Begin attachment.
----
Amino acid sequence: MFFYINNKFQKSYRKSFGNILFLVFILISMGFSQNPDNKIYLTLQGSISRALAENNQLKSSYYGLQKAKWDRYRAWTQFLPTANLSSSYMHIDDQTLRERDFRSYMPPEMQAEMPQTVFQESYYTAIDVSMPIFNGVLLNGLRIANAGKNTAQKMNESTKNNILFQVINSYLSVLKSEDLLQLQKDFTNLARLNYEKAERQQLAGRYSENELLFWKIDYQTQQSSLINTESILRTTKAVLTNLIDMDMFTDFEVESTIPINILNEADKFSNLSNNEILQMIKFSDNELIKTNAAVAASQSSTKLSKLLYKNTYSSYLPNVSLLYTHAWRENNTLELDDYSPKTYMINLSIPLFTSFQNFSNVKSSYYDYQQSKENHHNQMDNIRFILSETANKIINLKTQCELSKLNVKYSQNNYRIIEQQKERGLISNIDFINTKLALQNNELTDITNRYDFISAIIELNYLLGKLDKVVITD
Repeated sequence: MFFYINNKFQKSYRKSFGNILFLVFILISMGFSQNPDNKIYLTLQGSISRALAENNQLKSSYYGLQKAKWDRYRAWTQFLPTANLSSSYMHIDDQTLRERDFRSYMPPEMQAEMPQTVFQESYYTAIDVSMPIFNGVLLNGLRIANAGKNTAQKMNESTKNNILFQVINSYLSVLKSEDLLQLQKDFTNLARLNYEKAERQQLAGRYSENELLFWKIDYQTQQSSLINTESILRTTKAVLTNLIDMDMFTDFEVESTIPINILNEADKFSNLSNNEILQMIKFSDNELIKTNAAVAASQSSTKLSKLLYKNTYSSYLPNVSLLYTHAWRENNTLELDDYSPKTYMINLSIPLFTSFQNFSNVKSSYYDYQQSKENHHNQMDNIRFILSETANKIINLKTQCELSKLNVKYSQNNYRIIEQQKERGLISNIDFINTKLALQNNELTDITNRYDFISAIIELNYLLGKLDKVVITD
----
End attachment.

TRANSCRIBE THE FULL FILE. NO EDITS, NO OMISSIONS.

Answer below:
Amino acid sequence: MFFYINNKFQKSYRKSFGNILFLVFILISMGFSQNPDNKIYLTLQGSISRALAENNQLKSSYYGLQKAKWDRYRAWTQFLPTANLSSSYMHIDDQTLRERDFRSYMPPEMQAEMPQTVFQESYYTAIDVSMPIFNGVLLNGLRIANAGKNTAQKMNESTKNNILFQVINSYLSVLKSEDLLQLQKDFTNLARLNYEKAERQQLAGRYSENELLFWKIDYQTQQSSLINTESILRTTKAVLTNLIDMDMFTDFEVESTIPINILNEADKFSNLSNNEILQMIKFSDNELIKTNAAVAASQSSTKLSKLLYKNTYSSYLPNVSLLYTHAWRENNTLELDDYSPKTYMINLSIPLFTSFQNFSNVKSSYYDYQQSKENHHNQMDNIRFILSETANKIINLKTQCELSKLNVKYSQNNYRIIEQQKERGLISNIDFINTKLALQNNELTDITNRYDFISAIIELNYLLGKLDKVVITD
Repeated sequence: MFFYINNKFQKSYRKSFGNILFLVFILISMGFSQNPDNKIYLTLQGSISRALAENNQLKSSYYGLQKAKWDRYRAWTQFLPTANLSSSYMHIDDQTLRERDFRSYMPPEMQAEMPQTVFQESYYTAIDVSMPIFNGVLLNGLRIANAGKNTAQKMNESTKNNILFQVINSYLSVLKSEDLLQLQKDFTNLARLNYEKAERQQLAGRYSENELLFWKIDYQTQQSSLINTESILRTTKAVLTNLIDMDMFTDFEVESTIPINILNEADKFSNLSNNEILQMIKFSDNELIKTNAAVAASQSSTKLSKLLYKNTYSSYLPNVSLLYTHAWRENNTLELDDYSPKTYMINLSIPLFTSFQNFSNVKSSYYDYQQSKENHHNQMDNIRFILSETANKIINLKTQCELSKLNVKYSQNNYRIIEQQKERGLISNIDFINTKLALQNNELTDITNRYDFISAIIELNYLLGKLDKVVITD